The paper is an analytic retrospective of the author?s work during the preceding research period, involving the study of role, meaning and place of stereotypes in identity discourses. In order to explain the reasons for and ways of dealing with stereotypes, she reviews the evolution of her own research approach and the alternative approaches to the topic from the perspective of various scholarly disciplines. Seeking to avoid the trap of?interpreting stereotypes stereotypically?, the author chooses not to follow the usual method (...) whereby ethnic stereotypes are?deconstructed? as false and generalizing image of oneself and others, and exposed to social-psychological and political-anthropological critique. Instead, the author looks at stereotypes primarily in terms of their linguistic and social?semiotics? and their theoretical and practical usability. Stressing the necessity of relativizing the binary structure of discourse, the author argues that stereotypes, though indispensable as elements of the?economy? of language and thought, should be socially conceptualized and historicized in analysis. U ovom tekstu autorka daje pregled svog rada tokom proteklog projektnog perioda u kome je istrazivala ulogu, znacenje i mesto stereotipa u identitetskim diskursima. Da bi objasnila razloge i nacine svog bavljenja stereotipima, ona se osvrce kako na evoluciju sopstvenog istrazivackog postupka, tako i na alternativne pristupe temi iz perspektiva razlicitih naucnih disciplina. U nastojanju da izbegne zamku?stereotipnog tumacenja stereotipa?, autorka ne sledi uobicajeni postupak?dekonstrukcije? etnickih stereotipa, kao lane i uopstavajuce predstave o sebi i?drugom?, te njihove socijalno-psiholoske i politicko-antropoloske kritike, vec se prevashodno bavi dimenzijama jezicke i socijalne?semiotike? stereotipa i njihovom teorijskom i prakticnom upotrebljivoscu. Polazeci od neophodnosti stereotipa u?misaonoj ekonomiji?, autorka se u svom postupku zalaze za relativizaciju binarne strukture diskursa, kao i za socijalnu kontekstualizaciju i istorizaciju stereotipa u teorijskoj analizi. (shrink)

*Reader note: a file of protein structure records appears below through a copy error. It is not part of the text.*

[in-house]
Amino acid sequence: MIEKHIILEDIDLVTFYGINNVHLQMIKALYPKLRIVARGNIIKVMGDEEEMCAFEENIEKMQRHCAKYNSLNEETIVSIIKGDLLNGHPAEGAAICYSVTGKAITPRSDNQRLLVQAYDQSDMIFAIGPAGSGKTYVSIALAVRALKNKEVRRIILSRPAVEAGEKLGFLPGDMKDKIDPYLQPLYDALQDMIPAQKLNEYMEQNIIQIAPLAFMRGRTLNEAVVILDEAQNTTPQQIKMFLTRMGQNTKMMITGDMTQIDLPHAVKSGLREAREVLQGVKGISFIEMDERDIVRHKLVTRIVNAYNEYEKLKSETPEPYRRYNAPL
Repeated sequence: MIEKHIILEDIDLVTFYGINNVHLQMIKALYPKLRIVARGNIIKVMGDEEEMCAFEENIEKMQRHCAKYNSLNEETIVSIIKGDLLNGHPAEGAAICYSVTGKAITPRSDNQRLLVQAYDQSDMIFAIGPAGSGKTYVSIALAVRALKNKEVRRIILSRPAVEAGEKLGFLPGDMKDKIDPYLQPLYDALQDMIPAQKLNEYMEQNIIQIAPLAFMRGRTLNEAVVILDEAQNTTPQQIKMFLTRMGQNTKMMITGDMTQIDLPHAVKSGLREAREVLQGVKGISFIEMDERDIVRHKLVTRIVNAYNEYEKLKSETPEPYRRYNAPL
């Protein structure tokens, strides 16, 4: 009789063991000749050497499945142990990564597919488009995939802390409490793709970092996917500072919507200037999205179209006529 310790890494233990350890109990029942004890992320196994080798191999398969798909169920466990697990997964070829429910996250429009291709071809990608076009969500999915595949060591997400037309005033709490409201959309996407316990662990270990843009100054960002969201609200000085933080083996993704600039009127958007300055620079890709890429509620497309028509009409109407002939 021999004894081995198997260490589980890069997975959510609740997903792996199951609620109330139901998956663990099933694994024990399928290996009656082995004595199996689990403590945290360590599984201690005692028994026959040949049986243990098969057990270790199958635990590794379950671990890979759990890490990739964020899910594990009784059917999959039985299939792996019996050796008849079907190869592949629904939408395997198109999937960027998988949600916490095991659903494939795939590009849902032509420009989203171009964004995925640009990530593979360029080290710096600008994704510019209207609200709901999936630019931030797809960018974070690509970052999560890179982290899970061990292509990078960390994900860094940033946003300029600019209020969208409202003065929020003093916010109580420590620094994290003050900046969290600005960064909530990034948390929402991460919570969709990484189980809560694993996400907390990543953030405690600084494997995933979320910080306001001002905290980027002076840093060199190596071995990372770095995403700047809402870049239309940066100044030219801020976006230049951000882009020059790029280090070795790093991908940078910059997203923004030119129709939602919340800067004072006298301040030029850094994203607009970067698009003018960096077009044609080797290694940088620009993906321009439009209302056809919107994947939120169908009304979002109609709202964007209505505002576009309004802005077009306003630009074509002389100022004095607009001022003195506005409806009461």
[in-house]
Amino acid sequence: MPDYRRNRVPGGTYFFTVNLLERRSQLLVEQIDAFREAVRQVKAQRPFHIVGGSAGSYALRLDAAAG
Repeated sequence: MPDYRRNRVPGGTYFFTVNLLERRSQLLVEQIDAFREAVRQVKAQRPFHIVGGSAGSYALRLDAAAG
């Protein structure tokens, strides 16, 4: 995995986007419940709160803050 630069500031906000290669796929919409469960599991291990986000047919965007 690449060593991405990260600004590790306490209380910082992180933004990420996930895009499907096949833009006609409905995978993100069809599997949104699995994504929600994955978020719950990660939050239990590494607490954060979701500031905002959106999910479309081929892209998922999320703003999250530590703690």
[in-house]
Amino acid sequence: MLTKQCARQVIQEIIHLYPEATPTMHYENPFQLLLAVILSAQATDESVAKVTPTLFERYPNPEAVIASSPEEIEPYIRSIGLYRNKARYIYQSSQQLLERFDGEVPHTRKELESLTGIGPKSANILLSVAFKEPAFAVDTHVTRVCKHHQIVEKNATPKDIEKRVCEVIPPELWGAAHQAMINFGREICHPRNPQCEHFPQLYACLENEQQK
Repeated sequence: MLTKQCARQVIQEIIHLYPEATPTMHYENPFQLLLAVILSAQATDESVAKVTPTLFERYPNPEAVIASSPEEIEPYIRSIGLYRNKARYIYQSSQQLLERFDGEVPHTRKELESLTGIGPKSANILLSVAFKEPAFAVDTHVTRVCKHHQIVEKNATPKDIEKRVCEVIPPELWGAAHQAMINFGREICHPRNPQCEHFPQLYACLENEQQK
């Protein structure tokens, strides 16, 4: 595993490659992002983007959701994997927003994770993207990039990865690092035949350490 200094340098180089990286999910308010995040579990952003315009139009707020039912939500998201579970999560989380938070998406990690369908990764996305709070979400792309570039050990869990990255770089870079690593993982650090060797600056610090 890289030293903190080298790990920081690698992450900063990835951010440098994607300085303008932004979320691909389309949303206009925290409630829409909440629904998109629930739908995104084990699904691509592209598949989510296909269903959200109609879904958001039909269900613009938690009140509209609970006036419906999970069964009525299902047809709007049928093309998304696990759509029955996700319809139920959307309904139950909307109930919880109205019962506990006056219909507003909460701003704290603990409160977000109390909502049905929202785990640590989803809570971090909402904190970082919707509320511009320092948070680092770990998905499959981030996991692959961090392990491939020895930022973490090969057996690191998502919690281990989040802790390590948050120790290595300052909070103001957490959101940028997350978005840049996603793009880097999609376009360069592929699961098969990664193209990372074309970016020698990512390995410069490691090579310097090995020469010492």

If someone says, “Asians are good at math” or “women are empathetic,” I might interject, “you're stereotyping” in order to convey my disapproval of their utterance. But why is stereotyping wrong? Before we can answer this question, we must better understand what stereotypes are and what stereotyping is. In this essay, I develop what I call the descriptive view of stereotypes and stereotyping. This view is assumed in much of the psychological and philosophical literature on implicit bias and stereotyping, yet (...) it has not been sufficiently defended. The main objection to the descriptive view is that it fails to include the common-sense idea that stereotyping is always objectionable. I argue that this is actually a benefit of the view. In the essay's final part, I put forward two hypotheses that would validate the claim that stereotyping is always morally or epistemically wrong. If these hypotheses are false—which is very likely—we have little reason to build moral or epistemic defect into the very idea of a stereotype. Moreover, we must abandon the seemingly attractive claim that judging individuals based on group membership is intrinsically wrong. (shrink)